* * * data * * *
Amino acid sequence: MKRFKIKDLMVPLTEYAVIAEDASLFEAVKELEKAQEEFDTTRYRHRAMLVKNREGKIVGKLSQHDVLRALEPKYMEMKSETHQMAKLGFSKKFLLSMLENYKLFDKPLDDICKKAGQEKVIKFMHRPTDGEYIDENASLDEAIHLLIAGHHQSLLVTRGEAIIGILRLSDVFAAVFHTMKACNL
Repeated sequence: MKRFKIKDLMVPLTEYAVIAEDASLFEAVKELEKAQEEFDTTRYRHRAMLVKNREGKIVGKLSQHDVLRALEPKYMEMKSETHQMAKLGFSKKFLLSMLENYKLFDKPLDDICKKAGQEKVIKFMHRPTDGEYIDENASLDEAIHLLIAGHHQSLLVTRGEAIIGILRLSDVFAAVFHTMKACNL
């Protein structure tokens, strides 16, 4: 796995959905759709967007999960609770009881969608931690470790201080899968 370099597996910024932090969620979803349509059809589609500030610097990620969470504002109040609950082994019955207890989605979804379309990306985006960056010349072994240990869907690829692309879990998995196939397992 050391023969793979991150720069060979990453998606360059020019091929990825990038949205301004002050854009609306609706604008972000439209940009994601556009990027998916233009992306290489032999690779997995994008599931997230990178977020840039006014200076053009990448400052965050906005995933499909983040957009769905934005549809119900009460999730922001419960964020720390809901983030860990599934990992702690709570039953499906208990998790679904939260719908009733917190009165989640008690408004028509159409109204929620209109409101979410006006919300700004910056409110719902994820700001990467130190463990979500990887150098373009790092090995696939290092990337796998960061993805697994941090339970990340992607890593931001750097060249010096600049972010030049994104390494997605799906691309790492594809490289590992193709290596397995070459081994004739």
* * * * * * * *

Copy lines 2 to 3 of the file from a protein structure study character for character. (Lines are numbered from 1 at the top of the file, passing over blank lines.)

Repeated sequence: MKRFKIKDLMVPLTEYAVIAEDASLFEAVKELEKAQEEFDTTRYRHRAMLVKNREGKIVGKLSQHDVLRALEPKYMEMKSETHQMAKLGFSKKFLLSMLENYKLFDKPLDDICKKAGQEKVIKFMHRPTDGEYIDENASLDEAIHLLIAGHHQSLLVTRGEAIIGILRLSDVFAAVFHTMKACNL
């Protein structure tokens, strides 16, 4: 796995959905759709967007999960609770009881969608931690470790201080899968 370099597996910024932090969620979803349509059809589609500030610097990620969470504002109040609950082994019955207890989605979804379309990306985006960056010349072994240990869907690829692309879990998995196939397992 050391023969793979991150720069060979990453998606360059020019091929990825990038949205301004002050854009609306609706604008972000439209940009994601556009990027998916233009992306290489032999690779997995994008599931997230990178977020840039006014200076053009990448400052965050906005995933499909983040957009769905934005549809119900009460999730922001419960964020720390809901983030860990599934990992702690709570039953499906208990998790679904939260719908009733917190009165989640008690408004028509159409109204929620209109409101979410006006919300700004910056409110719902994820700001990467130190463990979500990887150098373009790092090995696939290092990337796998960061993805697994941090339970990340992607890593931001750097060249010096600049972010030049994104390494997605799906691309790492594809490289590992193709290596397995070459081994004739």